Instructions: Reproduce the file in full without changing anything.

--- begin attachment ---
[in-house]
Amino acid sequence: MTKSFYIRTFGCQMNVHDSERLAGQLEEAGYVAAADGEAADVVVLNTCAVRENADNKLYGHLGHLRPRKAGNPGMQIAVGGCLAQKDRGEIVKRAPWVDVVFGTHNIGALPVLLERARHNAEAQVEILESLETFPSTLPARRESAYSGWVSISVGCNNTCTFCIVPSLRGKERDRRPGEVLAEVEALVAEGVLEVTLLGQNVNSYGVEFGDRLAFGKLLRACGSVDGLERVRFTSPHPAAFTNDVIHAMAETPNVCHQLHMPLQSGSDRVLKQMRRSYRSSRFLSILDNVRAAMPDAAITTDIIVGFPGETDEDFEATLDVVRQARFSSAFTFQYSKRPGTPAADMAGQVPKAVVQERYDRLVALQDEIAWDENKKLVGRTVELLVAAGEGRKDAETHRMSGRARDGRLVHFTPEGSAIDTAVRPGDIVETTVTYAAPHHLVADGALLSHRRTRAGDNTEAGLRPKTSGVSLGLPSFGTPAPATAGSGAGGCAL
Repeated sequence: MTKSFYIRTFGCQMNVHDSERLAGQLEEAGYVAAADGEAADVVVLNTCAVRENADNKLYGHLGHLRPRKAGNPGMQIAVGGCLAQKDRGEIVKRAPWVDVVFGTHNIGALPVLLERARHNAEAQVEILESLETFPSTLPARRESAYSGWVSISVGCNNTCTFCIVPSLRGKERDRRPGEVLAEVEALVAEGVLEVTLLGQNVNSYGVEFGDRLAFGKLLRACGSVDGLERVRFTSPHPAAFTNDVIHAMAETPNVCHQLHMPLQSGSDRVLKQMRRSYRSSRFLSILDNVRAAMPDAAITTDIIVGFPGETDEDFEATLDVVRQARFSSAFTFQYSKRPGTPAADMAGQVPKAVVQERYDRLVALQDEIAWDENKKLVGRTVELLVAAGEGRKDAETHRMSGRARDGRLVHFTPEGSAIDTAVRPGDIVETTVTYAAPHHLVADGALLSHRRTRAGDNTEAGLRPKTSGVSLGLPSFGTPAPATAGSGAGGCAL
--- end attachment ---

[in-house]
Amino acid sequence: MTKSFYIRTFGCQMNVHDSERLAGQLEEAGYVAAADGEAADVVVLNTCAVRENADNKLYGHLGHLRPRKAGNPGMQIAVGGCLAQKDRGEIVKRAPWVDVVFGTHNIGALPVLLERARHNAEAQVEILESLETFPSTLPARRESAYSGWVSISVGCNNTCTFCIVPSLRGKERDRRPGEVLAEVEALVAEGVLEVTLLGQNVNSYGVEFGDRLAFGKLLRACGSVDGLERVRFTSPHPAAFTNDVIHAMAETPNVCHQLHMPLQSGSDRVLKQMRRSYRSSRFLSILDNVRAAMPDAAITTDIIVGFPGETDEDFEATLDVVRQARFSSAFTFQYSKRPGTPAADMAGQVPKAVVQERYDRLVALQDEIAWDENKKLVGRTVELLVAAGEGRKDAETHRMSGRARDGRLVHFTPEGSAIDTAVRPGDIVETTVTYAAPHHLVADGALLSHRRTRAGDNTEAGLRPKTSGVSLGLPSFGTPAPATAGSGAGGCAL
Repeated sequence: MTKSFYIRTFGCQMNVHDSERLAGQLEEAGYVAAADGEAADVVVLNTCAVRENADNKLYGHLGHLRPRKAGNPGMQIAVGGCLAQKDRGEIVKRAPWVDVVFGTHNIGALPVLLERARHNAEAQVEILESLETFPSTLPARRESAYSGWVSISVGCNNTCTFCIVPSLRGKERDRRPGEVLAEVEALVAEGVLEVTLLGQNVNSYGVEFGDRLAFGKLLRACGSVDGLERVRFTSPHPAAFTNDVIHAMAETPNVCHQLHMPLQSGSDRVLKQMRRSYRSSRFLSILDNVRAAMPDAAITTDIIVGFPGETDEDFEATLDVVRQARFSSAFTFQYSKRPGTPAADMAGQVPKAVVQERYDRLVALQDEIAWDENKKLVGRTVELLVAAGEGRKDAETHRMSGRARDGRLVHFTPEGSAIDTAVRPGDIVETTVTYAAPHHLVADGALLSHRRTRAGDNTEAGLRPKTSGVSLGLPSFGTPAPATAGSGAGGCAL